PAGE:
Christians have faced persecution somewhere or the other in this world from the early days. It won’t be wrong to state that persecution of Christians began right from the time Christianity was founded. The symbol of Christians globally is the cross, which represents the wooden frame Jesus Christ was crucified on. After the crucifixion of Christ, his followers were persecuted by the religious authorities of the time.
These authorities were mainly the Roman emperors and magistrates. Today, even though Christians enjoy religious freedom, persecution remains a fact of life for them in certain places. Let’s now explore the history of Christian persecution right from earlier times.
The Roman Empire
Details of Christian persecution can be found in the New Testament. Among the first Christian martyrs was Stephen according to the book of Acts. He was a member of the early church who was charged with blasphemy as was brought before the assembly of Jewish religious leaders, called Sanhedrin. He was then stoned and mass persecution of Christians began, which was led by the Saul of Tarsus.
However, Saul later changed his name to Paul and became a Christian himself. The reason was his vision of Jesus Christ in the clouds. After he converted to Christianity, he was subject to several beatings and imprisonments.
The Middle East
With the rise of Islamic rule in the Middle East during the 7th century, many conquests happened. Large communities of Christians became victims of these conquests. The Islamic rulers set forth a set of principles that limited the practices of Christians. The followers of Christ were forbidden from displaying the cross on churches and using the bell to summon believers.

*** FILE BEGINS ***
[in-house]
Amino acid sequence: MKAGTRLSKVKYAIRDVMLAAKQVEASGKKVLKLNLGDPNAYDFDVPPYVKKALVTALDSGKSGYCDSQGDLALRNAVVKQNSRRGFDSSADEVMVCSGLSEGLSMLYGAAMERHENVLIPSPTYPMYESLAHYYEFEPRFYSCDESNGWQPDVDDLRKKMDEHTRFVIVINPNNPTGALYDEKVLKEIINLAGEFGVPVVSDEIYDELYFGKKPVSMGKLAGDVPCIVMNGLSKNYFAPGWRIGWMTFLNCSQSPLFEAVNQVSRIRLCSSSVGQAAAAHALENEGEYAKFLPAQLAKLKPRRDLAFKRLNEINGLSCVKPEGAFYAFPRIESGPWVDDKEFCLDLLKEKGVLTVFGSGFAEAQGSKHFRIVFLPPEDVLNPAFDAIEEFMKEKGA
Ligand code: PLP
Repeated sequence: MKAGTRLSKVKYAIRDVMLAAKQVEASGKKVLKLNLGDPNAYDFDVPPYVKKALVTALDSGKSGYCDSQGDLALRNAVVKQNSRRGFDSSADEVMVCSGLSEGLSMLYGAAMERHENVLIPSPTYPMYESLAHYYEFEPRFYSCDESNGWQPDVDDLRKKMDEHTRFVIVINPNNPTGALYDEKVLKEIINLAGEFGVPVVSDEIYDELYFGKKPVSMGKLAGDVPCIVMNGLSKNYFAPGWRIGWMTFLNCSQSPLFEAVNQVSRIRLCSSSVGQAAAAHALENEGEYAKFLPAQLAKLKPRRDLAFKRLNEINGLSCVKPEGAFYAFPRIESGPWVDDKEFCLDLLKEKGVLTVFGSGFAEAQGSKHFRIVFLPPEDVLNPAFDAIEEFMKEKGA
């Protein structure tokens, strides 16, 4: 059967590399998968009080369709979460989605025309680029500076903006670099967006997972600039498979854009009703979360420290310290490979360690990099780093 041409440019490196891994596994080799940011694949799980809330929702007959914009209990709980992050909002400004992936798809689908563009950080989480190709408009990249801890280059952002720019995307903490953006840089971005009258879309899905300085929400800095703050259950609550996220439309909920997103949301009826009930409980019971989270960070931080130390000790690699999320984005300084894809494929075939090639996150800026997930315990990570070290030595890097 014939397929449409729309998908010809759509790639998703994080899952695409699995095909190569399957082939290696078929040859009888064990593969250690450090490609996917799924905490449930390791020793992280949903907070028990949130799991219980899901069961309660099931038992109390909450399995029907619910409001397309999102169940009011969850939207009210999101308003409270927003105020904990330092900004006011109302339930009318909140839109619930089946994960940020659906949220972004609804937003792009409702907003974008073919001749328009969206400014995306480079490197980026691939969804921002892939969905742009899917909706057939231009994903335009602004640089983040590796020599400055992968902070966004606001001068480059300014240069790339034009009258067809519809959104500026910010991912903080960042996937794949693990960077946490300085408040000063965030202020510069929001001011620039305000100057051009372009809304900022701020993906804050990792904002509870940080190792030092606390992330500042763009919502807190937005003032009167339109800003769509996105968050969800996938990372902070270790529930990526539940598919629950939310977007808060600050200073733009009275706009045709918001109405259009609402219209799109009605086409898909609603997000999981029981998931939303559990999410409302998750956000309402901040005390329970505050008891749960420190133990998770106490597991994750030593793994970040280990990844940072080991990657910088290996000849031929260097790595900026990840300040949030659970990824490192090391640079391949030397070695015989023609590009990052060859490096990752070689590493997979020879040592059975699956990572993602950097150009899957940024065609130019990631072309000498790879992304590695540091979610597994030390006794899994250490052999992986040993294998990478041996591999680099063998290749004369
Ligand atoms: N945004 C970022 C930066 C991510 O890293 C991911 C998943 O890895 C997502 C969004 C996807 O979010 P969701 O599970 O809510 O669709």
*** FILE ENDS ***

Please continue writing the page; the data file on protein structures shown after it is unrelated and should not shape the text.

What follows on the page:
Soon, the status of ‘dhimmi’ or ‘protected status’ was given to the Christians. They were seen as inferior to Muslims and had to pay a tax called ‘jizya’. Christians were encouraged to convert to Islam, but Muslims who converted to Christianity were considered apostates.
The French Revolution
By the early 18th century, Christianity had attained dominance in most of Europe. Despite this, there was mass persecution of Christians in France during the 1790s. The French Revolution overthrew the monarchy of Louis XVI. A republican form of government replaced the monarchy in France. This proved to be an unfortunate event for the Catholic Church, which held great power and wealth.
It owned almost 6% of the land in the country. This prompted the new government to take some serious steps to curb the power of the Catholic Church. Soon, a mass campaign against the Christian faith took place, which led to the Reign of Terror.
The churches and Christian monuments, symbols, and signs were destroyed. Even religious education was forbidden as a part of this campaign. It came to an end only when Napoleon Bonaparte took over as the new head of government.
20th Century Europe
The Soviet Union was established under Vladimir Lenin in Russia in 1922. This led to the government targeting religious practices, particularly of the Russian Orthodox Church. The new communist government of Russia wanted to eliminate religion. As a result, many of the clergymen were either sent to labour camps or executed.
Then, in 1941, the invasion from Nazi Germany caused Joseph Stalin to revive the Orthodox Church. This didn’t last long, as curbs on religious worships returned under his successor, Nikita Khrushchev, during 1959. Religious freedom for Russian Christians was revived only when the Cold War ended.